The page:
(Berlin) – A prominent Kazakh journalist and activist was violently attacked in the early morning hours of May 14, 2017, Human Rights Watch said today. The Kazakh authorities should ensure that the attack is investigated promptly, thoroughly, and impartially and that the attackers are identified and brought to justice.
Ramazan Yesergepov, chairman of the board of Journalists in Danger, a Kazakh media freedom group that provides legal advice and representation and training for journalists, was stabbed in the abdomen by two unidentified men during a train journey from Almaty to Astana. He was scheduled to meet in Astana with foreign diplomats about activists and journalists imprisoned in Kazakhstan and about the government’s failure to comply with United Nations Human Rights Committee decisions, including in his own case. Yesergepov was hospitalized following the attack and underwent surgery.
“This violent, targeted attack on a prominent journalist-activist and long-standing government critic raises serious concerns,” said Mihra Rittmann, Central Asia researcher at Human Rights Watch. “The Kazakhstan authorities should ensure that there is a thorough investigation of this vicious attack and that those responsible are identified and brought to justice.”
Yesergepov, 61, had stepped out of his compartment for some air when two unidentified assailants stabbed him in the abdomen with a sharp object. Yesergepov told Human Rights Watch that the men identified him as that “Magnitsky” guy. The reference appears to relate to Yesergepov’s public call for Kazakh officials to impose visa and financial sanctions on anyone allegedly involved in torturing and killing whistleblowers. A similar United States sanctions law relates to the death of Sergei Magnitsky, a lawyer, in a Russian prison.
Yesergepov said he was taken to the hospital at the next stop, in Shu, a town in southern Kazakhstan, where he underwent surgery. The police have opened a criminal case for attempted murder.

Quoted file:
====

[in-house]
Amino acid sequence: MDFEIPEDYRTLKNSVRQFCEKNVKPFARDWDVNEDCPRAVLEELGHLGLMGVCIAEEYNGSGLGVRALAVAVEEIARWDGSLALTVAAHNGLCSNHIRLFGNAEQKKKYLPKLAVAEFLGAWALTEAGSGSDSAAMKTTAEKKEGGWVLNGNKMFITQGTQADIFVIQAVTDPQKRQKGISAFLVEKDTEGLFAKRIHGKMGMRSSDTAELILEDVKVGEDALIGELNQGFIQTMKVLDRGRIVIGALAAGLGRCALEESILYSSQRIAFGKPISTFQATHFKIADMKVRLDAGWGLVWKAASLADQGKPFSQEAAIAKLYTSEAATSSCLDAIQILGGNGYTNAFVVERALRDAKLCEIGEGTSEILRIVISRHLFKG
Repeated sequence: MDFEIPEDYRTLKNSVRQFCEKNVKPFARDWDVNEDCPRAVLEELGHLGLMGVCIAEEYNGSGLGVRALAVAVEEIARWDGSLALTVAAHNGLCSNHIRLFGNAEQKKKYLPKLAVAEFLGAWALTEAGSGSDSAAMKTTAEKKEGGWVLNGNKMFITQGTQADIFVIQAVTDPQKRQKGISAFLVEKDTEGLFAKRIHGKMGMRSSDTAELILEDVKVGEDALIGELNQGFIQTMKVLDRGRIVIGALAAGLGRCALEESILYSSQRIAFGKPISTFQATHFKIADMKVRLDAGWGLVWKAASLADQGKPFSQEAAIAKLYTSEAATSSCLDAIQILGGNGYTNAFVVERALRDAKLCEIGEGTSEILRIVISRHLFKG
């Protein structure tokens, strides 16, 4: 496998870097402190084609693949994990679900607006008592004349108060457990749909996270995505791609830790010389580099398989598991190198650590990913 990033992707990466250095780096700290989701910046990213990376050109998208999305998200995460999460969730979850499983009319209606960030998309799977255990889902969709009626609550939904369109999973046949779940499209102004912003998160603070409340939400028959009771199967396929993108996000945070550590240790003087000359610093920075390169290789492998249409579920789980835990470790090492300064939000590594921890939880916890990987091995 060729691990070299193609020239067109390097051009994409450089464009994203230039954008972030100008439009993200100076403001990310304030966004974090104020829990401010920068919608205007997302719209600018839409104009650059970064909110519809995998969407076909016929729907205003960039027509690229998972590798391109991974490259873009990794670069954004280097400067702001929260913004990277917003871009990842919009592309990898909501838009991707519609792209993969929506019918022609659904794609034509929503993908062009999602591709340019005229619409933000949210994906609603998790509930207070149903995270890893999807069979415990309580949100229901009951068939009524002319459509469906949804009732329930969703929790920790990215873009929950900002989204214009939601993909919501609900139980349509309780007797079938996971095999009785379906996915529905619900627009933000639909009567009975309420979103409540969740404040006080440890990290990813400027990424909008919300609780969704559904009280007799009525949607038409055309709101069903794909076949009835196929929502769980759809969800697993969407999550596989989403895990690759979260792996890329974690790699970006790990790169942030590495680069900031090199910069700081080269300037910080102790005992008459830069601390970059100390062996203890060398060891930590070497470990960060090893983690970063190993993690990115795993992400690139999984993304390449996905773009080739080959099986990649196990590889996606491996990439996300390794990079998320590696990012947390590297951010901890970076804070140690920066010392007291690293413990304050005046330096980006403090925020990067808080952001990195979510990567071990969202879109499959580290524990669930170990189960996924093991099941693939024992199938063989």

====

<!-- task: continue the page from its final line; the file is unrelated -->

Rozlana Taukina, director of Journalists in Danger, told Human Rights Watch she believes the attack was politically motivated because of Yesergepov’s harsh criticism of government, in particular of the authorities’ refusal to implement the UN Human Rights Committee March 2016 decision regarding violations of Yesergepov’s right to a fair trial and unlawful detention. The committee monitors provisions of the International Covenant on Civil and Political Rights and can consider individual complaints.
Yesergepov has repeatedly appealed to government and judicial bodies to carry out the decision, but the authorities have not taken any action on his case, he said. On Friday, May 12, Yesergepov filed a lawsuit against the head of the presidential administration, the chairman of the Supreme Court, the prosecutor general, and the ministers of foreign affairs and finance over the failure to enforce the decision, he said.
Yesergepov is the former editor of the independent newspaper Alma-Ata Info. After his newspaper published an article alleging corruption against local officials based on classified documents, he was sentenced to three years in prison in August 2009, on charges of disclosing state secrets. He was also banned from engaging in journalistic activities for two years. Yesergepov’s trial was not open to the public, and he was denied a lawyer of his choice. He was released on January 6, 2012, after he completed his sentence.
The authorities should ensure that the investigation into the attack on Yesergepov examines the possibility that he was attacked in retaliation for his outspoken criticism of government and his media freedom activism, Human Rights Watch said.
The environment for free speech and media freedom in Kazakhstan is highly restrictive. It is marked by harassment and attacks on independent journalists, closure of independent and opposition media outlets, prohibitive penalties for civil defamation, and criminal penalties for libel.
This is not the only time a critical journalist has been the target of a violent attack in Kazakhstan in recent years. In August 2013, Igor Larra, a journalist with the independent newspaper Svoboda Slova, was badly beaten by four assailants in his hometown, Aktobe. In April 2012, two unidentified men stabbed Lukpan Akhmedyarov, a journalist with the independent newspaper Uralskaya Nedelya in Uralsk, eight times and shot him with a non-lethal weapon.
“This violent attack on Yesergepov is a pressing reminder of the highly restrictive space for freedom of expression in Kazakhstan,” Rittmann said. “The Kazakh government should take immediate and urgent steps to lift restrictions on independent journalists and media outlets so they can carry out their work without fear of violent repercussions.”